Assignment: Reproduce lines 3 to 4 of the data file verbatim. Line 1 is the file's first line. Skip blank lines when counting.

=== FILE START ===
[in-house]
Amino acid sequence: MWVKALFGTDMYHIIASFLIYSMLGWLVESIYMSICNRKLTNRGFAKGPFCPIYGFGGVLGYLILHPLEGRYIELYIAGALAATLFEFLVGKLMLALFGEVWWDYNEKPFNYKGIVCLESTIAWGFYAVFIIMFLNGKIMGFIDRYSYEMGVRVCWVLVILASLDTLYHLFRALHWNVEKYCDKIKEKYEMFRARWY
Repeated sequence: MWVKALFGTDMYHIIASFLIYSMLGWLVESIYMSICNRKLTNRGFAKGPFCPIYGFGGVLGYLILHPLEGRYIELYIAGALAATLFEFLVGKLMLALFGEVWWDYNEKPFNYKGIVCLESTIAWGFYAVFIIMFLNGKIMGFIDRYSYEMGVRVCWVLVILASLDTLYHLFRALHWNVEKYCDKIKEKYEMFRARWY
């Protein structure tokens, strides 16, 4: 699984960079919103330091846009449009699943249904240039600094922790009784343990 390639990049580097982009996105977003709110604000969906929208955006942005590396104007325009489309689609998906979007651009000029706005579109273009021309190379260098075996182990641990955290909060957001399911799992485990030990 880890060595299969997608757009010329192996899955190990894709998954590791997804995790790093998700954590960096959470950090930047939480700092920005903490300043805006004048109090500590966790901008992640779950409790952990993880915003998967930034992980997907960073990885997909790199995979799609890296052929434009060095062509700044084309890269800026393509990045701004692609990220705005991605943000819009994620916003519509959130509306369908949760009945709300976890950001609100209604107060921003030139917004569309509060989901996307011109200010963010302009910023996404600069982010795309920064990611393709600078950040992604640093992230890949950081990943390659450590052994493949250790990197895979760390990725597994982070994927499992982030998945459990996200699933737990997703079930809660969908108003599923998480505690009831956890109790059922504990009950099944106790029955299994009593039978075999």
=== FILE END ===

Repeated sequence: MWVKALFGTDMYHIIASFLIYSMLGWLVESIYMSICNRKLTNRGFAKGPFCPIYGFGGVLGYLILHPLEGRYIELYIAGALAATLFEFLVGKLMLALFGEVWWDYNEKPFNYKGIVCLESTIAWGFYAVFIIMFLNGKIMGFIDRYSYEMGVRVCWVLVILASLDTLYHLFRALHWNVEKYCDKIKEKYEMFRARWY
């Protein structure tokens, strides 16, 4: 699984960079919103330091846009449009699943249904240039600094922790009784343990 390639990049580097982009996105977003709110604000969906929208955006942005590396104007325009489309689609998906979007651009000029706005579109273009021309190379260098075996182990641990955290909060957001399911799992485990030990 880890060595299969997608757009010329192996899955190990894709998954590791997804995790790093998700954590960096959470950090930047939480700092920005903490300043805006004048109090500590966790901008992640779950409790952990993880915003998967930034992980997907960073990885997909790199995979799609890296052929434009060095062509700044084309890269800026393509990045701004692609990220705005991605943000819009994620916003519509959130509306369908949760009945709300976890950001609100209604107060921003030139917004569309509060989901996307011109200010963010302009910023996404600069982010795309920064990611393709600078950040992604640093992230890949950081990943390659450590052994493949250790990197895979760390990725597994982070994927499992982030998945459990996200699933737990997703079930809660969908108003599923998480505690009831956890109790059922504990009950099944106790029955299994009593039978075999």